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Markedly different immune responses and virus kinetics in littermates infected with porcine circovirus type 2 or porcine parvovirus type 1

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Original languageEnglish
Pages (from-to)51-59
Number of pages9
JournalVeterinary Immunology and Immunopathology
Early online date9 Aug 2017
Publication statusPublished - Sep 2017


Porcine parvovirus type 1 (PPV1) and porcine circovirus type 2 (PCV2) are small single-stranded DNA viruses with high prevalence in the global pig population. The aim of this study was to compare and contrast PCV2 and PPV1 infections in high-health status pigs and to describe PCV2 long-term infection dynamics. Six caesarian-derived colostrum-deprived pigs were randomly divided into two groups and were experimentally infected with PCV2 or PPV1 at 5 weeks of age. All pigs had detectable viremia by day (D) 3 post-infection. Pigs infected with PPV1 had a detectable INF-α response by D3 followed by a high IFN-γ response by D6. The PPV1 pigs developed antibodies against PPV1 by D6 resulting in decreasing virus titers until PPV1 DNA became undetectable from D28 until D42. In contrast, PCV2-infected pigs had no detectable INF-α or IFN-γ response after PCV2 infection. PCV2-infected pigs had no detectable anti-PCV2 humoral response until D49 and had a sustained high level of PCV2 DNA for the duration of the study. While PPV1-infected pigs were clinically normal, PCV2-infected pigs developed severe clinical illness including fatal systemic porcine circovirus associated disease (PCVAD) by D28, fatal enteric PCVAD by D56 and chronic PCVAD manifested as decreased weight gain and periods of diarrhea. Microscopically, all three PCV2-infected pigs had lymphoid lesions consistent with PCVAD and associated with low (chronic disease) to high (acute disease) levels of PCV2 antigen. Under the study conditions, there was a lack of early IFN-γ and INF-α activation followed by a delayed and low humoral immune response and persisting viremia with PCV2 infection. In contrast, PPV1-infected pigs had IFN-γ and INF-α activation and an effective immune response to the PPV1 infection.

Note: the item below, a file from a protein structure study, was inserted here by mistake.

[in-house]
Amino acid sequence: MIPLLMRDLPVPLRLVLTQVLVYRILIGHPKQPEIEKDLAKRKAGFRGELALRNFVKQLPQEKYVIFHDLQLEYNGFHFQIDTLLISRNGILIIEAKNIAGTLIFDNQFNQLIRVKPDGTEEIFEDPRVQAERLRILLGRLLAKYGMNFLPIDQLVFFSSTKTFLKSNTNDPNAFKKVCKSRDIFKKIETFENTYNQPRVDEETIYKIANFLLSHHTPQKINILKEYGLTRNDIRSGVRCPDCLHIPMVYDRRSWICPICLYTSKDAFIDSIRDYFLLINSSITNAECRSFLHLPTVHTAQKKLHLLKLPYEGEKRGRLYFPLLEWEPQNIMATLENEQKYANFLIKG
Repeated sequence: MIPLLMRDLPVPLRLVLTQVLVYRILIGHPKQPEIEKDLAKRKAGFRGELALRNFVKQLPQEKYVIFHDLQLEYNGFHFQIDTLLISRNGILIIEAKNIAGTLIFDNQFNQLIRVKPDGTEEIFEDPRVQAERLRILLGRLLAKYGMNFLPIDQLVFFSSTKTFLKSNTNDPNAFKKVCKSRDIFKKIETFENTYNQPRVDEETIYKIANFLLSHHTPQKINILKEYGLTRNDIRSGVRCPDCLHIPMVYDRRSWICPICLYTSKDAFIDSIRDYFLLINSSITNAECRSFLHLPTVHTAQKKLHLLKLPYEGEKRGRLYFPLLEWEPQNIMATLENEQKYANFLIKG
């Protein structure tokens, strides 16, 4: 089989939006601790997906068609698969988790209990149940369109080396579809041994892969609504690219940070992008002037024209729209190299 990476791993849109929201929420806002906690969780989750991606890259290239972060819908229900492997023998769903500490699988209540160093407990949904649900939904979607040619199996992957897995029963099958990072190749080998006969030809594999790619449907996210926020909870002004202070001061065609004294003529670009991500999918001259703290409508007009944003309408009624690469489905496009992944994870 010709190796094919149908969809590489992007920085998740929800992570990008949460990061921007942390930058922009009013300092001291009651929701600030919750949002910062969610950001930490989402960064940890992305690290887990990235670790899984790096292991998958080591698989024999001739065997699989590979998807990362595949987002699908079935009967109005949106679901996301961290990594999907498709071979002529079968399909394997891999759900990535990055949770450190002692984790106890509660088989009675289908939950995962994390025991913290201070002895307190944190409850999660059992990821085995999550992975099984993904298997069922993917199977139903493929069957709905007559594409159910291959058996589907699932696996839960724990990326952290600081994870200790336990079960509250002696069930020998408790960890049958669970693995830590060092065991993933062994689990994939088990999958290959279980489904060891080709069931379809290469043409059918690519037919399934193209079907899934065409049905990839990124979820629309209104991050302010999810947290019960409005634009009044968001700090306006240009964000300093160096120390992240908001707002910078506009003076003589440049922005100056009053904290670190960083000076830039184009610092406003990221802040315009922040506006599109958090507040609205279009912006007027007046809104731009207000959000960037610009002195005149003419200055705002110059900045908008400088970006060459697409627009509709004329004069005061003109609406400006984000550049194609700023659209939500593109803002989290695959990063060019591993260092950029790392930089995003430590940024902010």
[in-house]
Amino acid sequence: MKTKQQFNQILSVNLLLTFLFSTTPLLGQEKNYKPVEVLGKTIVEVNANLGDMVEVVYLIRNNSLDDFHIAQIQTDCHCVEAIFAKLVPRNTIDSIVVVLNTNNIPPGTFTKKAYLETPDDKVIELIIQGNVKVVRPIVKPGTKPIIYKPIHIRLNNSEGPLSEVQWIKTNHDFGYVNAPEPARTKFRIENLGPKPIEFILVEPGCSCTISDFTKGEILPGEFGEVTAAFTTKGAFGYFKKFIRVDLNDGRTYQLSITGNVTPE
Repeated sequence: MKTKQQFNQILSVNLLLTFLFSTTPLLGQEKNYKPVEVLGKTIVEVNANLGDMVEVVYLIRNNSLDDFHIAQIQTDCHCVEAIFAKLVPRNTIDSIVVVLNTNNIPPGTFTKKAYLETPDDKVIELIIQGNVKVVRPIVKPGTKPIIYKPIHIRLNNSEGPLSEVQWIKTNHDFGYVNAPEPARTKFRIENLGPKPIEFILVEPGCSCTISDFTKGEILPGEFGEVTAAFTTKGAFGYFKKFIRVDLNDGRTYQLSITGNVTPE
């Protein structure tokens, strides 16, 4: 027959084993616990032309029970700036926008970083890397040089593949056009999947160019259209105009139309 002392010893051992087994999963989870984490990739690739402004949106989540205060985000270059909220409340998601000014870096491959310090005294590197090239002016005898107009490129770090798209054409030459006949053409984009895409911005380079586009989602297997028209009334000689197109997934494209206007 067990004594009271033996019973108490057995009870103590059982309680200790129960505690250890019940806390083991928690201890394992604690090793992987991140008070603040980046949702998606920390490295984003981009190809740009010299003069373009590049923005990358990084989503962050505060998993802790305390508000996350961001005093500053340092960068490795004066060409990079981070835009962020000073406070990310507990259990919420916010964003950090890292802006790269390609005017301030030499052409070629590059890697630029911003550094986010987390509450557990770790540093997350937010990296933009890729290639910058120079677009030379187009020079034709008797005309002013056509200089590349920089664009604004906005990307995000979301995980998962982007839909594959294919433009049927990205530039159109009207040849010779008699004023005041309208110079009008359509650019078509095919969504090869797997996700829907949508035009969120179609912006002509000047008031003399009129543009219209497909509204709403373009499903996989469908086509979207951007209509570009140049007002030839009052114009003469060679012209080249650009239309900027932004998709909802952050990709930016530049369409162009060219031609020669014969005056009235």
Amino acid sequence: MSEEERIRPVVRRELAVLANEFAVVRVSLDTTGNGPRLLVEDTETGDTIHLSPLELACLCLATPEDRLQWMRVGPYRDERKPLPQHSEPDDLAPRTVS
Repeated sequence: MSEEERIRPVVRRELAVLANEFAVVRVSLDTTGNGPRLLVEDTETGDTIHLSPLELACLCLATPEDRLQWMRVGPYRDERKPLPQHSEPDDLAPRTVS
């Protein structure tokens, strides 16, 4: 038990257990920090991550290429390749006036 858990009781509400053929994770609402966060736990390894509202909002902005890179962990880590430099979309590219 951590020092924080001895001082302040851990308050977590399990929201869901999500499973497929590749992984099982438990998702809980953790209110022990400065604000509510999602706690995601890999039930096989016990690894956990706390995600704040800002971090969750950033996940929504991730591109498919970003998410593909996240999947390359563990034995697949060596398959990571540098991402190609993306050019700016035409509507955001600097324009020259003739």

Research areas

  • Porcine circovirus type 2, PCV2, Porcine parvovirus type 1, PPV1, Clinical disease, Pig model

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